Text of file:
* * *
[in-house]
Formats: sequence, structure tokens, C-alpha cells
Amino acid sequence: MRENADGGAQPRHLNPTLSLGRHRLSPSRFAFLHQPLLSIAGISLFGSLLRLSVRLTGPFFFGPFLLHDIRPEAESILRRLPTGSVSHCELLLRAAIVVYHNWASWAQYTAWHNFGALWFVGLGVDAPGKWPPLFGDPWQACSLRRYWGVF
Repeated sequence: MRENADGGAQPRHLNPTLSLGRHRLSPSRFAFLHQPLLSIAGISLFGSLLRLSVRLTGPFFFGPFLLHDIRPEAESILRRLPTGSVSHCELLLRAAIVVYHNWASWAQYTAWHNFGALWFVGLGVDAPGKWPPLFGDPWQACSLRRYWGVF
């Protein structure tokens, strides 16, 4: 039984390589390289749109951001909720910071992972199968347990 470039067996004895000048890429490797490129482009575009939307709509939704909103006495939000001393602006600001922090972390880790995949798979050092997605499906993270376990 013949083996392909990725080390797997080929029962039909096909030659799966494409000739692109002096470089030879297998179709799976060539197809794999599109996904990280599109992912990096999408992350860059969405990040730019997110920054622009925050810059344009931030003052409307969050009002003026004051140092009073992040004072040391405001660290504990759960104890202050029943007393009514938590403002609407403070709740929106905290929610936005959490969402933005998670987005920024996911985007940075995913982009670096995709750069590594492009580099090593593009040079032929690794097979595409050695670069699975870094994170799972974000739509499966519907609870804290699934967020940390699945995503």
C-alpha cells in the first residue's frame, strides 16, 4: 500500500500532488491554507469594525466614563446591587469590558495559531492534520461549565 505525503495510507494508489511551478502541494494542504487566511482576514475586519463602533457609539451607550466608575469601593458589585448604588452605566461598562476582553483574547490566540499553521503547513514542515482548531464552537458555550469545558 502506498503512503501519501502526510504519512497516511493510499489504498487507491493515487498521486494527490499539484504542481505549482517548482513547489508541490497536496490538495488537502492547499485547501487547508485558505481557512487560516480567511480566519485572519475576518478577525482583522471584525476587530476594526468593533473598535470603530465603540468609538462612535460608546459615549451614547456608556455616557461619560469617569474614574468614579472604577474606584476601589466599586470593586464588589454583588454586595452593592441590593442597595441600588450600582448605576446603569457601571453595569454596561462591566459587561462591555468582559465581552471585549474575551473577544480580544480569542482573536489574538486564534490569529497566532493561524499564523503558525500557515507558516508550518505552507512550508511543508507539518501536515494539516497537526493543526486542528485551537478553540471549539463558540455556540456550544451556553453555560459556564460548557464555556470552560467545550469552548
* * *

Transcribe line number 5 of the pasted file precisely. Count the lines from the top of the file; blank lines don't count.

């Protein structure tokens, strides 16, 4: 039984390589390289749109951001909720910071992972199968347990 470039067996004895000048890429490797490129482009575009939307709509939704909103006495939000001393602006600001922090972390880790995949798979050092997605499906993270376990 013949083996392909990725080390797997080929029962039909096909030659799966494409000739692109002096470089030879297998179709799976060539197809794999599109996904990280599109992912990096999408992350860059969405990040730019997110920054622009925050810059344009931030003052409307969050009002003026004051140092009073992040004072040391405001660290504990759960104890202050029943007393009514938590403002609407403070709740929106905290929610936005959490969402933005998670987005920024996911985007940075995913982009670096995709750069590594492009580099090593593009040079032929690794097979595409050695670069699975870094994170799972974000739509499966519907609870804290699934967020940390699945995503």